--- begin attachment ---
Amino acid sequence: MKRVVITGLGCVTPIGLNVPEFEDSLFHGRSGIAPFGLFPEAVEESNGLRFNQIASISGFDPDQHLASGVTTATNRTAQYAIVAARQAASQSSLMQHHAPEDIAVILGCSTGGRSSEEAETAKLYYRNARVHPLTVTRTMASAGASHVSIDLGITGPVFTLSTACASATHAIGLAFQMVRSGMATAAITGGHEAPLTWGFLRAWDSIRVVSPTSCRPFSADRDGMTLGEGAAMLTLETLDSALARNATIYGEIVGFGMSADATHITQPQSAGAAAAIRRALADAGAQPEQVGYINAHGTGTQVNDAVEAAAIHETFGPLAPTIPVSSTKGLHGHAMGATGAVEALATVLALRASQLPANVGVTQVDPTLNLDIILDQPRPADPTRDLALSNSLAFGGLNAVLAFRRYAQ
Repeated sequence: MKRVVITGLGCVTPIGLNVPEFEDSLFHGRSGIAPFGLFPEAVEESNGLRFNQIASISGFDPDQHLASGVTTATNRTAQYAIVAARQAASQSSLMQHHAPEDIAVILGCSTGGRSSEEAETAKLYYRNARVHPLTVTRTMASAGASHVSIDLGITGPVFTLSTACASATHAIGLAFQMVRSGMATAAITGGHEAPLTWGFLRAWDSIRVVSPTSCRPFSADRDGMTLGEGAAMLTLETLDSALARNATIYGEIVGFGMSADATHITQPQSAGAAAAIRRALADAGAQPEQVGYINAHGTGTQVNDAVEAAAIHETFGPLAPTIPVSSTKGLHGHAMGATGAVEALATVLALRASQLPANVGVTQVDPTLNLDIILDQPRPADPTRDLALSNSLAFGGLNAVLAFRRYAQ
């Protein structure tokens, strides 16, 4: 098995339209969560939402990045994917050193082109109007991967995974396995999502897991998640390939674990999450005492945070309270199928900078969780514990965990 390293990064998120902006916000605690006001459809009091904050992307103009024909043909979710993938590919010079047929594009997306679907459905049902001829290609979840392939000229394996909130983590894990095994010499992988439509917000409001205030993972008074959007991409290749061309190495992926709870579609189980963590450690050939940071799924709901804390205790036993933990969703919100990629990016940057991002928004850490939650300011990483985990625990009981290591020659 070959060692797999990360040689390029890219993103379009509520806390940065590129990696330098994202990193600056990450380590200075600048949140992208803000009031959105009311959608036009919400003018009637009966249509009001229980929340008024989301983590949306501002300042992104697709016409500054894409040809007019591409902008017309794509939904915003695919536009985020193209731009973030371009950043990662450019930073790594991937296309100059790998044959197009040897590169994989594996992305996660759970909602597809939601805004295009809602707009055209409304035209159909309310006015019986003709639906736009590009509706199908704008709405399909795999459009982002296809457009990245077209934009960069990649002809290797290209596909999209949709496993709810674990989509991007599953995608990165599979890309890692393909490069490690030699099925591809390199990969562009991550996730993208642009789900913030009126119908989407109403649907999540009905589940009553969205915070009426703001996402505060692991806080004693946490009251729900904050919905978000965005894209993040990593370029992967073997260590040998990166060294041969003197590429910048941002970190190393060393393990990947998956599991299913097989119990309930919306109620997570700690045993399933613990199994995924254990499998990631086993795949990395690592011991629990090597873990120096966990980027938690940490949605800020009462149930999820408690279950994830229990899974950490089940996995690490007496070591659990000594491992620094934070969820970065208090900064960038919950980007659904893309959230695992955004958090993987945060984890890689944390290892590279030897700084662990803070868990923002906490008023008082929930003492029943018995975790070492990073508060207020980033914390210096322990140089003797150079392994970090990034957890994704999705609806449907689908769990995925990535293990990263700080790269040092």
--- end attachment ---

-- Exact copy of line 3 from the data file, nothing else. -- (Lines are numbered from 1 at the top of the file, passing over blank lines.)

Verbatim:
């Protein structure tokens, strides 16, 4: 098995339209969560939402990045994917050193082109109007991967995974396995999502897991998640390939674990999450005492945070309270199928900078969780514990965990 390293990064998120902006916000605690006001459809009091904050992307103009024909043909979710993938590919010079047929594009997306679907459905049902001829290609979840392939000229394996909130983590894990095994010499992988439509917000409001205030993972008074959007991409290749061309190495992926709870579609189980963590450690050939940071799924709901804390205790036993933990969703919100990629990016940057991002928004850490939650300011990483985990625990009981290591020659 070959060692797999990360040689390029890219993103379009509520806390940065590129990696330098994202990193600056990450380590200075600048949140992208803000009031959105009311959608036009919400003018009637009966249509009001229980929340008024989301983590949306501002300042992104697709016409500054894409040809007019591409902008017309794509939904915003695919536009985020193209731009973030371009950043990662450019930073790594991937296309100059790998044959197009040897590169994989594996992305996660759970909602597809939601805004295009809602707009055209409304035209159909309310006015019986003709639906736009590009509706199908704008709405399909795999459009982002296809457009990245077209934009960069990649002809290797290209596909999209949709496993709810674990989509991007599953995608990165599979890309890692393909490069490690030699099925591809390199990969562009991550996730993208642009789900913030009126119908989407109403649907999540009905589940009553969205915070009426703001996402505060692991806080004693946490009251729900904050919905978000965005894209993040990593370029992967073997260590040998990166060294041969003197590429910048941002970190190393060393393990990947998956599991299913097989119990309930919306109620997570700690045993399933613990199994995924254990499998990631086993795949990395690592011991629990090597873990120096966990980027938690940490949605800020009462149930999820408690279950994830229990899974950490089940996995690490007496070591659990000594491992620094934070969820970065208090900064960038919950980007659904893309959230695992955004958090993987945060984890890689944390290892590279030897700084662990803070868990923002906490008023008082929930003492029943018995975790070492990073508060207020980033914390210096322990140089003797150079392994970090990034957890994704999705609806449907689908769990995925990535293990990263700080790269040092």